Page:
He has gone to some impressive lengths in his quest for not only subject matter but also emotional content. Take, for example, the past two summers when he was painting in a dead cypress forest on a friend’s property in Maine. “The caretaker,” he recalls, “built me a wall out of plywood, 5-feet-high, about 40-inches wide, in the middle of a forest near a pond. In the pond, there are all these dead trees sticking out. The insects were incredible. I had to put a net up because of the black flies. You can picture me drawing dead trees while being eaten by insects.”
Another time, in his own take on the famous tale of J.M.W. Turner strapping himself to the mast of a ship in a nocturnal snow squall to understand meteorological changes in the weather, Alexander decided to capture the savage churning of the ocean in a storm by strapping his easel to the side of a friend’s cinder block recording studio during a hurricane. “It was exciting and a lot of fun,” he says. “The raw emotional power you can get from nature by being in nature. You know when the barometric pressure drops, people feel it. There’s a reason people get excited during big storms; you get a sense of euphoria.” He’s also opened the barn doors of his studio while nor’easters blow through so he can capture the raw force of nature.
“Turner was one of my great influences,” Alexander says. “Also, Goya. Goya’s paintings took on a very dark turn at certain times in his life. I used to base my satirical paintings on humor, skewing hypocrisy and greed, but now it’s more serious; I’m very worried about our world, especially because of how much I love animals and birds. We have a president who has eviscerated preservation. Everything that has been worked on for decades he did away with in one sweep of the pen, boom. Anyone who has the slightest love of wildlife, flora, and fauna, has to be horrified.”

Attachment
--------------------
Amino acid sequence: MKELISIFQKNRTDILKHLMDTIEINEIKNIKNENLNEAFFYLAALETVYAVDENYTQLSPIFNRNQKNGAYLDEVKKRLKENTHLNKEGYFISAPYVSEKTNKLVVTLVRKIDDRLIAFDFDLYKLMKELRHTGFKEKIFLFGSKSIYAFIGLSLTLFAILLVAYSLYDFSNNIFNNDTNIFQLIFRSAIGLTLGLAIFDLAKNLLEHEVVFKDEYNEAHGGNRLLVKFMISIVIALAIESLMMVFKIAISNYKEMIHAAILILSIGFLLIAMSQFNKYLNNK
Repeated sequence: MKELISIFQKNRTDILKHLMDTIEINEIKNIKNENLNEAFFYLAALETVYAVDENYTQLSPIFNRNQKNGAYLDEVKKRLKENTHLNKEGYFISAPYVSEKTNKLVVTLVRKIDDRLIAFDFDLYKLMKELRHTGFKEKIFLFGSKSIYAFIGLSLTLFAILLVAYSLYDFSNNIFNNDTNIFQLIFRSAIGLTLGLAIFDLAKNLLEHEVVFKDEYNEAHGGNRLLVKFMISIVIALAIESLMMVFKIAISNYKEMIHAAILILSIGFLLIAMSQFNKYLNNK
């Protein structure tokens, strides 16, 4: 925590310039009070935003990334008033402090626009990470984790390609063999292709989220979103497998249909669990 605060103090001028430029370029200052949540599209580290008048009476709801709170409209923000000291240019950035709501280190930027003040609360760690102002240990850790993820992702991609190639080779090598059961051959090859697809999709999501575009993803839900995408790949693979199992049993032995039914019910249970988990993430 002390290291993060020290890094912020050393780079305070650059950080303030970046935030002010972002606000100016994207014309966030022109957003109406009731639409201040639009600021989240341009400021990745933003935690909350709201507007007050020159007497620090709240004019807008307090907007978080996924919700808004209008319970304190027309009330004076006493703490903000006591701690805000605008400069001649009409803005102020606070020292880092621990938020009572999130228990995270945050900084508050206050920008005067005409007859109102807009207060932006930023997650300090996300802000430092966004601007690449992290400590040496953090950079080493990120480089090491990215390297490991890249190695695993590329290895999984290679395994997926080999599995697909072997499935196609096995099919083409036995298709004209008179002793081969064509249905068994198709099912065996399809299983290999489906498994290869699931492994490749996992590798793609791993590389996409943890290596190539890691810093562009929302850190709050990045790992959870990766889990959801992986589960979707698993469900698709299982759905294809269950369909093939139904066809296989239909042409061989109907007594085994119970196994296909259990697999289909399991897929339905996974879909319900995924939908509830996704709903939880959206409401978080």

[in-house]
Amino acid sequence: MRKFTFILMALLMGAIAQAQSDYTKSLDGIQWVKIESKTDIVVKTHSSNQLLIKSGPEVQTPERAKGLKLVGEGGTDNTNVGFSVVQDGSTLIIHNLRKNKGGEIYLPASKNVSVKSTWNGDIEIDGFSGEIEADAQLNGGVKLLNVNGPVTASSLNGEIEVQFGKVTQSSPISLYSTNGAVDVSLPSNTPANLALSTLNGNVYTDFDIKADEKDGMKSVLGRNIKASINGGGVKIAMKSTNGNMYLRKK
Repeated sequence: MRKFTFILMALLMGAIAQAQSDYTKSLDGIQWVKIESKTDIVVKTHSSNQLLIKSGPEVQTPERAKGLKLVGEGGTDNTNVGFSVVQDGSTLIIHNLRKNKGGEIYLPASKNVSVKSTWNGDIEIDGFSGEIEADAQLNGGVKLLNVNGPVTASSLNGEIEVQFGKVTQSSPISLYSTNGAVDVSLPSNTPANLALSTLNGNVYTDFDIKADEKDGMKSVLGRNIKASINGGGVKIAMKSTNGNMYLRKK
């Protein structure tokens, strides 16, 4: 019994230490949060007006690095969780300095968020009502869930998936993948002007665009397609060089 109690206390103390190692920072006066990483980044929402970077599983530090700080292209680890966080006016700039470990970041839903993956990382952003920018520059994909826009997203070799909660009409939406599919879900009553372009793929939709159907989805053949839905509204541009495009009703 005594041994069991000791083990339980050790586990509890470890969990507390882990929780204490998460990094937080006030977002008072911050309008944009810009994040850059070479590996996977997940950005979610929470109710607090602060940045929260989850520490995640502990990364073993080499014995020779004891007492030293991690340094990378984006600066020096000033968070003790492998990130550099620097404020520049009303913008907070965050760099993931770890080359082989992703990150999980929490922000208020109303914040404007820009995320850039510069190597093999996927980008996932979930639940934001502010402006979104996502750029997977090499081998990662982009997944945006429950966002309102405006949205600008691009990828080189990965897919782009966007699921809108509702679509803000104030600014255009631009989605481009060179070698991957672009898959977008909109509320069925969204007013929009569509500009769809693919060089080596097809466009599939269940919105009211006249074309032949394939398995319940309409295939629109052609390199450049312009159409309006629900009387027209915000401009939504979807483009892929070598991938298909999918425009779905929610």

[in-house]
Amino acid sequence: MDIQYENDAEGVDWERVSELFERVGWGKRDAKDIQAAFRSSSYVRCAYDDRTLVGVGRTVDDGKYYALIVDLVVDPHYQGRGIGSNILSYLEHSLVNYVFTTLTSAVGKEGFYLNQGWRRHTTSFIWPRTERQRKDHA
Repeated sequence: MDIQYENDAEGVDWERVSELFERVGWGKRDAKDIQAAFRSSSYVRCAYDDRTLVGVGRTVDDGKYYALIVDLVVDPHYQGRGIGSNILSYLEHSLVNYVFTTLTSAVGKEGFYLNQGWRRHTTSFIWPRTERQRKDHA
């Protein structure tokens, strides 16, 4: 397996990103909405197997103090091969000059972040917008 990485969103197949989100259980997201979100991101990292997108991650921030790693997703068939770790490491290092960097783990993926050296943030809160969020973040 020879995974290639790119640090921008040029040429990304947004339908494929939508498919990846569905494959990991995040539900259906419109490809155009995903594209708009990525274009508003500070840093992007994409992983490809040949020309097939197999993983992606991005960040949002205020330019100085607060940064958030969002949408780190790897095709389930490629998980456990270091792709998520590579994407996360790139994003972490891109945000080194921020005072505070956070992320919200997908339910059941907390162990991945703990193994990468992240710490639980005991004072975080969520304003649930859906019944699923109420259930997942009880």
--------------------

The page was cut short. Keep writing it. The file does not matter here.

And though it may seem like his work, so deeply rooted in his Southern upbringing and political message, might be considered niche, he has instead managed to bridge geographic distances. For in his subtle way of calling attention to our uncertain environmental future, he always manages to imbue a feeling of hope.
“All of his art has interesting undercurrents and narratives,” says Maya Frodeman, gallery director at Tayloe Piggott Gallery in Jackson Hole, Wyoming. “His work commands attention in a unique way; it’s very Goya-esque.”
Plus, many of the gallery’s collectors already knew his work. In fact, it was a long-time collector who initially called Alexander to their attention. “The first time I saw his work, I was taken by his ability to handle light and create luminescence,” Frodeman says. “I think that’s what people really respond to: the light.”
Over the years, Alexander’s work has been widely exhibited in museums, including the Smithsonian American Art Museum, the Corcoran Gallery of Art, and the Houston Museum of Fine Arts. His paintings belong in the collections of the Metropolitan Museum of Art, the Dallas Museum of Art, and the Museum of Contemporary Art in Los Angeles, among others. In the spring of 2021, a retrospective of his work will appear at the McClain Gallery in Houston, Texas. Coupled with a book, the exhibition is a major undertaking that will require borrowing early works from museums and collectors. “It will be a ‘then and now’ kind of show,” Alexander says. “I really do want those ’70s pictures to be seen again. No one knows what they look like.”
Whether glancing back to his past or searching into the future, Alexander hopes his work makes people think, to be more aware of the natural world, and to discover a new way of seeing. “I would hope my landscapes have my own personal feeling so that people wonder: What is John saying? What is he trying to tell me? I’m content if I’ve made people think. Art is not about decoration and glitter,” he says. “I’m interested in soul searching.”